Opposite to dual-beams, single-beam headlights are fit for cars that have two paces for headlight bulbs. You’ll need one set of headlights for low-beam illumination, and a second set of headlights to use high beams. Using your steering wheel stalk, you can turn on either the high-beam or low-beam, which will turn off the bulbs that aren’t actively being used.

How To Choose: HID vs. LED Headlights

An array of headlight bulbs.

To choose between HID and LED bulbs, it’s worth considering the difference in night driving illumination and safety, longevity and cost, and installation. As referenced above, LEDs generally have a longer lifespan and are initially higher in cost. However, HIDs aren’t far off, with a lifespan still far greater than halogens.

Night Driving

We consider nighttime illumination because dark roads can be hard to maneuver, especially when faced with poor weather conditions in the evening. Both HIDs and LEDs offer great driving visibility at night, far better than halogen bulbs. Putting cost and installation aside, both options create a safe and wide field of vision.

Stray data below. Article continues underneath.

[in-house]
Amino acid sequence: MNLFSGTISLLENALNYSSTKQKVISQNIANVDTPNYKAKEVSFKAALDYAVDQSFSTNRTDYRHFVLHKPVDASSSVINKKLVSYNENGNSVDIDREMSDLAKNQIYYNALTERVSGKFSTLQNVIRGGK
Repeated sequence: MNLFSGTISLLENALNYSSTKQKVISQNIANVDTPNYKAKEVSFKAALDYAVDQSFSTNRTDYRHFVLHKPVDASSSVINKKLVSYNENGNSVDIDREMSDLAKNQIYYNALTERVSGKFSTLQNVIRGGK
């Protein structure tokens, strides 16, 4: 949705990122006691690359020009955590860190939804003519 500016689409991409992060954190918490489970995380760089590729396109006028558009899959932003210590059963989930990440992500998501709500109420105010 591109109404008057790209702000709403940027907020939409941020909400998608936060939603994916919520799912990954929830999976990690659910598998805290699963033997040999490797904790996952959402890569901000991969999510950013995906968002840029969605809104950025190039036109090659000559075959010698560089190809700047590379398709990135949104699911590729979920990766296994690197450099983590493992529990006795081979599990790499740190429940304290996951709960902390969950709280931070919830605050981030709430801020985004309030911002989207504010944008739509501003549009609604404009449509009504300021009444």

That being said, HID headlights are usually more powerful in the dark, being significantly brighter than halogens and reaching a slightly wider range of light over LED bulbs. Many opt for HIDs because they’re generally brighter and more efficient while being a lower initial cost.


With any car project or upgrade, the ease of installation depends on the car you drive and your skill level with completing DIY installation projects on your vehicle. However, it’s highly recommended that you get HID or LED bulbs installed professionally.

Specifically with HIDs, proper installation is essential to prevent vision interference to oncoming and nearby drivers. Even if you can see clearly, an incorrect installation can cause a hazard for yourself and those around you.

HID vs. LED: Bottom Line

There are a handful of differences between HID and LED headlight bulbs, including lifespan, light output illumination, cost, size, and color temperature. Both headlights are a major upgrade from standard halogens, emitting a bright light that covers a wide field of vision, making roads safer for all car owners. Replacement bulbs require a professional installation, which should be done professionally at your local auto shop or service center.


*Data accurate at time of publication.